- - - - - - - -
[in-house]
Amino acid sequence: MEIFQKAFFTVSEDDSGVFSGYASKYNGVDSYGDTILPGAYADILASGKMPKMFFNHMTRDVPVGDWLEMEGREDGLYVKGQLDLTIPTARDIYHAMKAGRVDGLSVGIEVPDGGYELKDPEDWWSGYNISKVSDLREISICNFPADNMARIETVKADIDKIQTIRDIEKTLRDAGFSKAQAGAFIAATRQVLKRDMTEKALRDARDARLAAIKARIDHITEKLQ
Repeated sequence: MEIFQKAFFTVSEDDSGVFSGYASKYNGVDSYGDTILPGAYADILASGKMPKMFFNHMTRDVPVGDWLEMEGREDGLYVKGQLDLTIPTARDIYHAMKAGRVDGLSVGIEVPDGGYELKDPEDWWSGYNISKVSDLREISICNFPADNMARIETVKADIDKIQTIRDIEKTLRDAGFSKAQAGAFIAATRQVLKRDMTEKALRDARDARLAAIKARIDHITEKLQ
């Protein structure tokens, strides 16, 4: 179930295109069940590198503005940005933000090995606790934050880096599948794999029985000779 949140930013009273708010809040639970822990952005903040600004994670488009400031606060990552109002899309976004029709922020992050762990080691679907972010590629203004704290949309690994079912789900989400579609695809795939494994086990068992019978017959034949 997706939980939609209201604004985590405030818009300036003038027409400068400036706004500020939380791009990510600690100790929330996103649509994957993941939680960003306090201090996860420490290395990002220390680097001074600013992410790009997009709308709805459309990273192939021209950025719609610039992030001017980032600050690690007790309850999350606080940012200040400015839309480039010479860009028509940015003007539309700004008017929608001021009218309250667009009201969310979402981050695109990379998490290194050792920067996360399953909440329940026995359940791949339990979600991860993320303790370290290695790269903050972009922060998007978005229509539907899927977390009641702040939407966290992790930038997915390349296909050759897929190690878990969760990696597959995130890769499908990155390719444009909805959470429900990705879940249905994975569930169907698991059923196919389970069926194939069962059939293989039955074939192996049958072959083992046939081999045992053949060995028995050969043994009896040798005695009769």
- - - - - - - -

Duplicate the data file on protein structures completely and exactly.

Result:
[in-house]
Amino acid sequence: MEIFQKAFFTVSEDDSGVFSGYASKYNGVDSYGDTILPGAYADILASGKMPKMFFNHMTRDVPVGDWLEMEGREDGLYVKGQLDLTIPTARDIYHAMKAGRVDGLSVGIEVPDGGYELKDPEDWWSGYNISKVSDLREISICNFPADNMARIETVKADIDKIQTIRDIEKTLRDAGFSKAQAGAFIAATRQVLKRDMTEKALRDARDARLAAIKARIDHITEKLQ
Repeated sequence: MEIFQKAFFTVSEDDSGVFSGYASKYNGVDSYGDTILPGAYADILASGKMPKMFFNHMTRDVPVGDWLEMEGREDGLYVKGQLDLTIPTARDIYHAMKAGRVDGLSVGIEVPDGGYELKDPEDWWSGYNISKVSDLREISICNFPADNMARIETVKADIDKIQTIRDIEKTLRDAGFSKAQAGAFIAATRQVLKRDMTEKALRDARDARLAAIKARIDHITEKLQ
């Protein structure tokens, strides 16, 4: 179930295109069940590198503005940005933000090995606790934050880096599948794999029985000779 949140930013009273708010809040639970822990952005903040600004994670488009400031606060990552109002899309976004029709922020992050762990080691679907972010590629203004704290949309690994079912789900989400579609695809795939494994086990068992019978017959034949 997706939980939609209201604004985590405030818009300036003038027409400068400036706004500020939380791009990510600690100790929330996103649509994957993941939680960003306090201090996860420490290395990002220390680097001074600013992410790009997009709308709805459309990273192939021209950025719609610039992030001017980032600050690690007790309850999350606080940012200040400015839309480039010479860009028509940015003007539309700004008017929608001021009218309250667009009201969310979402981050695109990379998490290194050792920067996360399953909440329940026995359940791949339990979600991860993320303790370290290695790269903050972009922060998007978005229509539907899927977390009641702040939407966290992790930038997915390349296909050759897929190690878990969760990696597959995130890769499908990155390719444009909805959470429900990705879940249905994975569930169907698991059923196919389970069926194939069962059939293989039955074939192996049958072959083992046939081999045992053949060995028995050969043994009896040798005695009769």